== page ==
Jerusalem. 18. The Romans meet Antiochus in Egypt. 19.
The disastrous result of that meeting to the Jews. 20. Jerusa-
lem's destruction and the flight of many of its citizens. 21.



X CONTENTS

The time of sifting ; the impulse toward expanding the canon
of Scripture. 22. The faith that would not swerve. 23.
The fidelity of Mattathias in Modein. 24. The uplifting
of the standard of Judaism. 25. The beginning of the strug-
gle. 26. The company of the Hasideans and the death of
Mattathias.

Ill

THE SUCCESSFUL STRUGGLE FOR RELIGIOUS FREEDOM

Sections 27-43. Pages 29-44

Section 27. The sons of Mattathias. 28. The victories of Judas
over ApoUonius and Seron. 29. The army under Nicanor,
Ptolemy, and Gorgias that was to root out the Jews. 30. Its
double discomfiture. 3L The battle of Bethsur. 32. The
restoration and rededication of the temple. 33. Judaism
takes fresh courage ; it guards anew the temple and inquires
after its sacred writings. 34. Judas devotes attention to neigh-
boring hostile peoples. 85. The successful campaigns in
Galilee and across the Jordan. 36. The unfortunate attempt
of Joseph and Azarias. 37. The death of Antiochus Epiph-
anes. 38. The ensuing rivalries in the Syrian court. 39.
The battle of Bethzacharias. 40. The second part of the
Book of Enoch. 41. Judaism's dark hour. 42. Unexpected
deliverance and complete religious freedom. 43. The situation
in Judea.

IV

THE LONG CONTEST FOR POLITICAL FREEDOM

Sections 44-57. Pages 45-57

Section 44. The new reason for conflict ; the high-priest Alcimus.
45. Startling changes in the Syrian court. 46. Bacchidcs
installs Alcimus, and the Hasideans suffer. 47. The mischiev-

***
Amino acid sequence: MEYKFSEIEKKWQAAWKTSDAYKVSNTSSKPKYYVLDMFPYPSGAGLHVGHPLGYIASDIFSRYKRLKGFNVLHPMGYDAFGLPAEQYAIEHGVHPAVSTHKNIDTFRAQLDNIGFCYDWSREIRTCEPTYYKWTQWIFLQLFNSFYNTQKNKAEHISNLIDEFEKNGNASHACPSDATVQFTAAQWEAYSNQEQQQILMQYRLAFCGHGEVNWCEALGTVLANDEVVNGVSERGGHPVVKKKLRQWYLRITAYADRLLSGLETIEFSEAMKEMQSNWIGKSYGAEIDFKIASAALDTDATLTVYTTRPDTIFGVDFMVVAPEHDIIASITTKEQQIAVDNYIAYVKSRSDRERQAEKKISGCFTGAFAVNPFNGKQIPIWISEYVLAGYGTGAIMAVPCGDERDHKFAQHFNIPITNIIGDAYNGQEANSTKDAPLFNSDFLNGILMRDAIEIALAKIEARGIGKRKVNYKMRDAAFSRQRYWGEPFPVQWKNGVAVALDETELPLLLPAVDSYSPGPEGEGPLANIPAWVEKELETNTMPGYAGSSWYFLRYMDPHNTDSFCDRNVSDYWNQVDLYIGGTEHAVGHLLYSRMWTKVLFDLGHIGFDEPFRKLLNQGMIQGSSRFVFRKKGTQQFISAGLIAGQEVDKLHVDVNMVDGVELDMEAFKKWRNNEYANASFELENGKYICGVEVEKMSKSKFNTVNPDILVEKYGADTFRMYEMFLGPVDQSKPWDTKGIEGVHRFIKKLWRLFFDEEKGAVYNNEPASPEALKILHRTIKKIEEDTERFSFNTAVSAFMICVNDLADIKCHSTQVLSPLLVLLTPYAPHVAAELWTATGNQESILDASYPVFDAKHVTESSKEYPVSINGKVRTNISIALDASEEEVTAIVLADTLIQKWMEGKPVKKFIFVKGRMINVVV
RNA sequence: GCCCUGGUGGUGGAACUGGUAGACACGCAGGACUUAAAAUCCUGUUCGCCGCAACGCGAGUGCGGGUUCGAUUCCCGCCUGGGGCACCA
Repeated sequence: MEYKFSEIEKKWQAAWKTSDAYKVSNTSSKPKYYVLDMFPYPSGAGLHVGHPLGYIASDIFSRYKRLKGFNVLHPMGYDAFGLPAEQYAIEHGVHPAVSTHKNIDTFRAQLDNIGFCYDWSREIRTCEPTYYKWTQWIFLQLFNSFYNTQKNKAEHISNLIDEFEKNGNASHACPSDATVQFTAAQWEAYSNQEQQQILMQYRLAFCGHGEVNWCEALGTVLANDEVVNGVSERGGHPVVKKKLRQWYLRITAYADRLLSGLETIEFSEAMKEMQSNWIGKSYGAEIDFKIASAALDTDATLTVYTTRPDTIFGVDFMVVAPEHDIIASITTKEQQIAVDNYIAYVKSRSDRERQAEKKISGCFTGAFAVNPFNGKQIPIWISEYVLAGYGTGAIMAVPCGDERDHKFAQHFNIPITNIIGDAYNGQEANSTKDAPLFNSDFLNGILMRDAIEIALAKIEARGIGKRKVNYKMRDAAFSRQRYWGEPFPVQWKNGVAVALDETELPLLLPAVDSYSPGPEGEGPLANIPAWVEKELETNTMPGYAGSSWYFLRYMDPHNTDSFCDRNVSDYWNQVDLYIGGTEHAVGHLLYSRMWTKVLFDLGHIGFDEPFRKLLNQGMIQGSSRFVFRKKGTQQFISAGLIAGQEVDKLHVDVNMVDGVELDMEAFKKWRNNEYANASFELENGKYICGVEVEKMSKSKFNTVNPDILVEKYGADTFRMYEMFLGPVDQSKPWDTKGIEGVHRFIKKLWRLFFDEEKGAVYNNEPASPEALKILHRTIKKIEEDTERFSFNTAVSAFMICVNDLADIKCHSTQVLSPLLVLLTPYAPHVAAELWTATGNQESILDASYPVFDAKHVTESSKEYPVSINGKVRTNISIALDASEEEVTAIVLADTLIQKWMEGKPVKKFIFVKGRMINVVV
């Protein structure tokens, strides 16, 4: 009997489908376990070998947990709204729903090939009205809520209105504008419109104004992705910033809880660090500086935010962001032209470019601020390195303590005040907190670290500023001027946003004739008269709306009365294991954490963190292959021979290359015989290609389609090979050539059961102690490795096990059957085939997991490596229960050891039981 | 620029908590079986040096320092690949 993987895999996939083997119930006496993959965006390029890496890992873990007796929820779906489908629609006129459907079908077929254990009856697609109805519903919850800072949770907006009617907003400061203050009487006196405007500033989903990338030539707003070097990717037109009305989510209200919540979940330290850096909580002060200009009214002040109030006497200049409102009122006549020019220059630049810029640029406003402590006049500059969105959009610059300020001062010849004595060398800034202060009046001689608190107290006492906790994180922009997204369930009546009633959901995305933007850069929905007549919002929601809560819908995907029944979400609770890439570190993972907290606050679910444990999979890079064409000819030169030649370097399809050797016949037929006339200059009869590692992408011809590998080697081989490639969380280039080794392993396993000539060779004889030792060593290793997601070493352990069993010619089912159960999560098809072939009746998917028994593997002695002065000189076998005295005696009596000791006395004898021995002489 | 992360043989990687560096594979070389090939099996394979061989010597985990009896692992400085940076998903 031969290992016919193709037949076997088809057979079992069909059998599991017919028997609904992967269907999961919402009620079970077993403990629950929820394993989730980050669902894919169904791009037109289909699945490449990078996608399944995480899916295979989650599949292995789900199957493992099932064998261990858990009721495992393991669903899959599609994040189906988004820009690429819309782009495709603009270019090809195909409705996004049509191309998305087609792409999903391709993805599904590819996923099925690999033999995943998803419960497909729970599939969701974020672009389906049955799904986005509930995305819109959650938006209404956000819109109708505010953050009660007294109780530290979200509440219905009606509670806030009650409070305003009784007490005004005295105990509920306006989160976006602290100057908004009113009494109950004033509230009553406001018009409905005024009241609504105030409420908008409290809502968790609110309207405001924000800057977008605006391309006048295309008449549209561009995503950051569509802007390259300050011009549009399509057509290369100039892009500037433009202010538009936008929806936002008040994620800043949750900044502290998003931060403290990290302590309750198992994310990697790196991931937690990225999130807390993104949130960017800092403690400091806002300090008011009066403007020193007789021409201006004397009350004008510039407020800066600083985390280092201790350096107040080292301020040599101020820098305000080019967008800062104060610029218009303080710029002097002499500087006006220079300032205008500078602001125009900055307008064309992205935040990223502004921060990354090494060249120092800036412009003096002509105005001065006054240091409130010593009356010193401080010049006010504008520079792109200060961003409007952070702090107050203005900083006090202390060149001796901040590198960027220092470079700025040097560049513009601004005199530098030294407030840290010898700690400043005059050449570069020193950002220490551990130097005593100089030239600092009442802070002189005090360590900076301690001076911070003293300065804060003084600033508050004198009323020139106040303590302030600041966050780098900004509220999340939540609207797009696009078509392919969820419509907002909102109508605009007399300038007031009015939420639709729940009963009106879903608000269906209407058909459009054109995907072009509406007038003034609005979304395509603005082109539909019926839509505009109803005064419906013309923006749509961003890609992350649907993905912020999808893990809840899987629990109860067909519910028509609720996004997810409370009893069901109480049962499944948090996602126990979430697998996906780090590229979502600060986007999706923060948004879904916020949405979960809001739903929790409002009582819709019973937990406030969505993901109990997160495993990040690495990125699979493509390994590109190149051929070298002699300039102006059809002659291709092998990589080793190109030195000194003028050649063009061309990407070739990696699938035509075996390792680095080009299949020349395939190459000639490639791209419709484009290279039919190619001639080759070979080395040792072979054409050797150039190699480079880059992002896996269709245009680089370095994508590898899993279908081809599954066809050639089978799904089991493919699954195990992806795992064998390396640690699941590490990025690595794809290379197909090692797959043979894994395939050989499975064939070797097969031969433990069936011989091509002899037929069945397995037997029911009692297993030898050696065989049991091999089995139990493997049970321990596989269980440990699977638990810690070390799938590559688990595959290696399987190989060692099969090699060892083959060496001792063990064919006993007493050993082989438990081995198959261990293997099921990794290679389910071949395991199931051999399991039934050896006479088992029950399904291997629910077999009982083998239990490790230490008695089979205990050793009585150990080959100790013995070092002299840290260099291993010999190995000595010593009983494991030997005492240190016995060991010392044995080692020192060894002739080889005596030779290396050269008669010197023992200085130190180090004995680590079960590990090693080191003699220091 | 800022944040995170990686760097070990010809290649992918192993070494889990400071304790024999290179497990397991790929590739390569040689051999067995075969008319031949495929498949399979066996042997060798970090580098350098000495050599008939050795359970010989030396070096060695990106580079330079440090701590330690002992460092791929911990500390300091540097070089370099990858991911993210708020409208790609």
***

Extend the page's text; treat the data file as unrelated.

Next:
ous activity of Alcimus. 48. The battle of Capharsalama.
49. The victory of Adasa and "Nicanor's Day." 50. Judas
appeals to Rome. 5L An alliance formed and Syria warned,
52. The defeat and death of Judas. 53. The Hellenists tri-
umph for a while; Jonathan chosen leader of the nation. 54.
Jonathan repulses Bacchides. 55. Alcimus again shows his



CONTENTS XI

Hellenistic aims. 56. The Hellenists conspire ao;ainst Jona-
than, who affects an alliance with Bacchides. 57. Jonathan
makes Michmash his capital and cements his power.



THE ATTAINMENT OF INDEPENDENCE

Sections 58-71. Pages 58-71

Section 58. A court comedy in Syria in which Jonathan has a
part. 59. Jonathan's splendid gains from rivalries in Syria.
60. Jonathan defeats Apollonius near Jamnia. Gl. Demetrius
II. becomes King of Syria. 62. Jonathan obtains more terri-
tory and privileges. 63. Jonathan's jn-oof of friendship to
Demetrius. 64. Antiochus, son of Alexander, wins the support
of Jonathan, who afterward defeats Demetrius. 65. Jonathan
renews friendship with Home and Sparta. 66. The land is
guarded against Demetrius. 67. The citadel cut off by a wall.
68. Tryphon's treachery and Jonathan's imprisonment. 69.
Simon takes the leadership; Jonathan murdered. 70. The
national situation at this time. 71. Judea gains political
independence.

VI

JUDAISM IN SYRIA AND EGYPT

Sections 72-88. Pages 72-86

Section 72. The twofold relationship of the Jews in Antioch and
Alexandria. 73. The flight of Onias to Egypt. 74. The
temple near Leontopolis. 75. The relation of this temple to
the temple in Jerusalem. 76. The real reason for building the
temple in Egypt. 7 7. The true genius of Egyptian Judaism.
78. The two facts which help to explain the character of nearly